Disabled Girl's Treatment Coverage Depends on Definition of "Hippotherapy"
Horse or alternative therapy?
via Rocky Top
Mark Samuels, a captain in the Navy, and Jennifer, his wife, never imagined their first time in court would be fighting for healthcare benefits for their daughter Kaitlyn. The 15-year-old was born with an uncommon brain condition similar to cerebral palsy. She cannot communicate verbally and functions at the level of a toddler, but she can get out of bed, walk and eat with assistance.
The Keller family hopes she can maintain and improve her abilities, but they've come head-to-head with their military benefits provider, Tricare. The company refuses to cover Kaitlyn's physical therapy on a horse, or hippotherapy, which has been the only effective treatment.
Kaitlyn's condition affects the way her brain communicates with the rest of her body, resulting in severe scoliosis from her muscles tightening and contorting her back. Without physical therapy to prevent her condition from worsening, her neurologist and physical therapist agree, her condition would digress. Without treatment, the angle of her back could become acute enough to constrict her organs, eventually leading to death.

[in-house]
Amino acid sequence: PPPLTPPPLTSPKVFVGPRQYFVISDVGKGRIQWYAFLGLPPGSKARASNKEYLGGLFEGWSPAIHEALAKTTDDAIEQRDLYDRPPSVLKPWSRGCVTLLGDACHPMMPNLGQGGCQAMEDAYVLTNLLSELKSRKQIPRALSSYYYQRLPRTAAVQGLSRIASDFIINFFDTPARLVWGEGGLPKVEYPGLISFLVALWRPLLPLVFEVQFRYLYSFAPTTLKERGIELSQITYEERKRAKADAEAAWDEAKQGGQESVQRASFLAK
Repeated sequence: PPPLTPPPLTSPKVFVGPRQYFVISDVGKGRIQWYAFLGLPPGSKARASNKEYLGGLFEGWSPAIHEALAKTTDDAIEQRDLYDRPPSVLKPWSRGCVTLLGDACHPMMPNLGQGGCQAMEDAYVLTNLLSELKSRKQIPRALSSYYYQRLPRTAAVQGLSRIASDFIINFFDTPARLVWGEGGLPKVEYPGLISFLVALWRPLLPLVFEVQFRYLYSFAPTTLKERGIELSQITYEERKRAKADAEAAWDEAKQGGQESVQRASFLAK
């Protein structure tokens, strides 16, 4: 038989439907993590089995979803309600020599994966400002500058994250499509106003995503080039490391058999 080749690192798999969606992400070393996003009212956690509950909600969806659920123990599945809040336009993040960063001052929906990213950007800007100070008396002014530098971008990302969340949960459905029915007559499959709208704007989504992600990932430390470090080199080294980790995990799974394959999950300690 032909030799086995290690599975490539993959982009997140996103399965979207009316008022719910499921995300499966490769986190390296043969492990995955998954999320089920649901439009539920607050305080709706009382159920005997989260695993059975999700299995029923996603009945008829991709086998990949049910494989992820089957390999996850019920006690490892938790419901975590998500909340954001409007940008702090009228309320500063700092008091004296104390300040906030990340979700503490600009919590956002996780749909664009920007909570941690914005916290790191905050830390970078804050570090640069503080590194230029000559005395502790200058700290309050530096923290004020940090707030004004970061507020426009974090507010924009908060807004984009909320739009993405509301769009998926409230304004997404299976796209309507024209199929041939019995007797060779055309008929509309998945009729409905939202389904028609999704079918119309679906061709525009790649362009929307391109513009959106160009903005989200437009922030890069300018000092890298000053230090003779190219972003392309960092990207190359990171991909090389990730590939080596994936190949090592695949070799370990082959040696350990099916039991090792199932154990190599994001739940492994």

Surgery that would make her spine straight and rigid is also an option, but it comes with a litany of risks including a 50 percent chance that she would lose her ability to walk.
Kaitlyn understands none of this. As her parents see it, physical therapy is their best option, but there's a catch: Kaitlyn will not cooperate in a clinical setting. She becomes bored doing repetitive exercises on a balance ball or barrel and will not follow instructions. She shuts down, not dissimilar to the way she behaved when she was completely disinterested sitting in the courtroom earlier this month, slumped over in her wheelchair, resting her head on the attached counter.
Her parents have found one method of therapy that keeps Kaitlyn engaged -- physical therapy on a horse, commonly called hippotherapy. For the entire half hour she is completely alert and cooperates with her caregivers.
The Samuels's case against Tricare for the company's refusal to reimburse Kaitlyn's therapy on a horse -- or hippotherapy -- was heard by a Department of Defense judge at the Earle Cabell Federal Building a week ago. A lawyer for Tricare, Michael Bibbo, argued that hippotherapy is an "unproven treatment," and to be reimbursable, a method of care must be proven, as well as "safe and effective".
"Could Sea World hire a physical therapist [and charge Tricare]?" he asked. "Under Tricare, hippotherapy is not proven due to a lack of evidence. ... That really is the simple truth," he said in his opening argument via teleconference from Colorado. He said that while there's reason to believe the therapy works, Tricare's policies dictate that the company cannot cover it. "Congress can change the laws," he said, but he is tied to defending the policies that are already in place.